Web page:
Yada Yada Yada

There is so much focus on the importance of storytelling in business. From brand to leadership to managing client relationships, storytelling has become the “silver bullet” for how to approach something better.

This post is not about when or why to tell a good story.

Instead, I want to call attention to the biggest problem with storytelling—skimping on the details. I’ve described it before as whitewashing, and we see executives do this all the time. Most of us are guilty of it. We end up describing a situation, saying yada-yada-yada, then cutting straight to the punch line—leaving people with a bland, vanilla story instead of sharing all the specifics that pull others in.

Just a couple of days ago, I had a frustrating customer experience with automated technology. I was at the grocery store. I could just say, “Self-checkout kiosks don’t work very well,” and you might nod your head and get the gist. But here’s what happens when I embrace the yada and don’t cut it out.

“I was at the grocery store to pick up a couple of last minute items on my way home, and I used the self-checkout kiosk. It should be quicker for two items, right? I had to go back twice to ask the helper, who was running back and forth between all six of the self-check kiosks, to come over and help me get approval or bypass something. While I was waiting for the key-code to be entered—for a second time, no less—I watched people in the longer, traditional checkout lines zip by me. I saw who I’d be behind and they were long gone, which adds to the frustration. Turns out, the self-checkout kiosks don’t work very well.”

Chances are, when I referenced the specifics of knowing where I would be in that other line, that’s what relates and you can put yourself there—we’ve all been there. The universal is in the particular—it’s those particular details to which people relate. That’s what’s memorable.

Identify the details. The yada-yada-yada is the important part. When we leave it out, we take out the heart of our story.

Instead of getting them to just nod their heads (which is a great start), really pull someone into that experience you’re describing. Get them to feel what you want them to feel. Make them feel the frustration of, “Ugh, I’ve been there,” or on a positive “I want that,” because that will motivate them to take action—they’re fired up!

In your next big opportunity (or even just the next time you’re telling a story), don’t be afraid to do a deep dive. Commit to the yada-yada-yada. Keep it real, keep it punchy.

And whatever you do—don’t half-ass the story.

Tail That Wagged The Dog

“Why does a dog wags its tail? Because a dog is smarter than its tail. If the tail were smarter, it would wag the dog.” I remember in ’97, when the movie ‘Wag the Dog’ came out—it got me thinking about things or people that control things, who really shouldn’t. … Continue reading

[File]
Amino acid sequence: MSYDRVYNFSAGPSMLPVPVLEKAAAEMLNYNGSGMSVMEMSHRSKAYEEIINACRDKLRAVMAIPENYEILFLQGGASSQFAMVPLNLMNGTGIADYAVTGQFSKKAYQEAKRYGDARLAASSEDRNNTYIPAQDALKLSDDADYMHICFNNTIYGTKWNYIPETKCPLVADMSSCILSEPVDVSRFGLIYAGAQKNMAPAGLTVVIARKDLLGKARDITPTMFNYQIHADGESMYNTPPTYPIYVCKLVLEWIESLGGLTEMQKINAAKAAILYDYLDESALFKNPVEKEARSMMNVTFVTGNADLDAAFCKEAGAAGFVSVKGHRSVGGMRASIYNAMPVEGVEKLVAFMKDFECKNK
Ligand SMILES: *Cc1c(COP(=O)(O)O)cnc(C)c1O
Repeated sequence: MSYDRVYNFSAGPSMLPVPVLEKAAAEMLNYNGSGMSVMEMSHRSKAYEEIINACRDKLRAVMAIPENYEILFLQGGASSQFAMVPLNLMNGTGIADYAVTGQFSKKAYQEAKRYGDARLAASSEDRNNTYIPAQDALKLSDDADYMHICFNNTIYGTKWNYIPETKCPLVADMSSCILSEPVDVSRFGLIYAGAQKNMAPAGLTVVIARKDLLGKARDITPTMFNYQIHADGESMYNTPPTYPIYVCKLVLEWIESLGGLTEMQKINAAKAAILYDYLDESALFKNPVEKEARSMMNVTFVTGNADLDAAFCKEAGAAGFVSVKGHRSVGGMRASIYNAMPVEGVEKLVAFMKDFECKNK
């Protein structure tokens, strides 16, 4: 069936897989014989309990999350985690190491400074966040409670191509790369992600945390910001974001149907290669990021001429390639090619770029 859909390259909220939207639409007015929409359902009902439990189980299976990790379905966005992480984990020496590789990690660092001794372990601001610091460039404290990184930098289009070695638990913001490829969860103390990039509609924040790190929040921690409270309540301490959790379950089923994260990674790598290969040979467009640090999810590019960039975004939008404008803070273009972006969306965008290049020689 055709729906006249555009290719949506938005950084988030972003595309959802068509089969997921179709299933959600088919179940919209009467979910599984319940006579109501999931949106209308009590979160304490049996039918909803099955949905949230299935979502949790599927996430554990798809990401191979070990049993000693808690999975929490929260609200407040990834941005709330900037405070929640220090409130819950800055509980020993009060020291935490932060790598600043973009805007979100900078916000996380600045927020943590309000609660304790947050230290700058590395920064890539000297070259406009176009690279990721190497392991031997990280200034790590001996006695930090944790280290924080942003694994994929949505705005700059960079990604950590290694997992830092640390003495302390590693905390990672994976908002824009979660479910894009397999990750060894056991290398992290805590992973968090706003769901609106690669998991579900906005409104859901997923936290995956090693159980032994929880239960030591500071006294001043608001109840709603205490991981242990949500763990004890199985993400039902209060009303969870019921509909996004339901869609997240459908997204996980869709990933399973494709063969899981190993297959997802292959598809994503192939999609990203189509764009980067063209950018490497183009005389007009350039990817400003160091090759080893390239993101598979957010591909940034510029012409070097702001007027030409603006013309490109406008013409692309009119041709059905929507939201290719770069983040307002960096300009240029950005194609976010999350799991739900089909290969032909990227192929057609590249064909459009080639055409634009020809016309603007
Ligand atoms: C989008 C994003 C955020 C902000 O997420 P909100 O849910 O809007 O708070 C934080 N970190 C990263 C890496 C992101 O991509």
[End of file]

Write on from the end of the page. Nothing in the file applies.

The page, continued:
Sorry, I’m Not Sorry

“I’m sorry, you go first.” “I’m sorry, I need to grab something.” “Sorry, can I scoot by you?” How often do you start a statement with a quick, “I’m sorry…”? This Pantene ad hits home how overused the phrase is – especially by women. In the opening of the ad, … Continue reading

The Big Short

A lot of times people ask, “What are the essential components of a speech?” They’re looking for the silver-bullet, the ideal length of time spent, the appropriate level of seriousness, how much humor, how many data points to include, etc. Often, we look to TED talks, popular speeches and commencement … Continue reading

I Don’t Need to Prep. I Can Wing It.

Does your calendar look like the above? Many do. Just yesterday I was talking with an executive about an upcoming meeting. A few minutes into the conversation, he realized, “Whoa. This is a way bigger deal than I thought.” This is a critical week for meetings, as we’re all squeezing … Continue reading

Rule of Three

The Three Musketeers. Sex, drugs and rock n roll. The Star Wars trilogy. Ever notice that throughout literature, pop culture and film, three is a magic number? Beyoncé and her R&B group Destiny’s Child know this well. They started as a quartet but only hit it big as a trio. … Continue reading

Emotion Earns the Extra Mile

For Father’s Day this year, my three boys joined forces and created a special homemade book filled with memories about what I meant to them. It was bound together with a little help from Mom, I presume. And they presented it to me while we were away on a family … Continue reading

Things that Need to Be Said

“Oh, did you get your hair cut?” I say this all the time. In my mind, it’s clear as day that I’ve just given a compliment. But to the person listening, it leaves a lot of doubt and lingering questions. Does he like it? Does it look good? Did I … Continue reading

Mistakes Happen

There you are, in front of your audience, and you make what feels like a big mistake. What now? The fear of mistakes – and the humiliation after making one – can derail a presentation much more than the mistake, itself. Instead of letting mistakes get in your way, think … Continue reading

A Picture Worth a Thousand Words

There’s nothing like 77 bathtubs to give you a quick idea of what “7.7 cubic meters of water” looks like. A friend recently sent me a link to this post on the current drought situation in California. Regardless of your political standpoint on Gov. Jerry Brown’s response to the drought, … Continue reading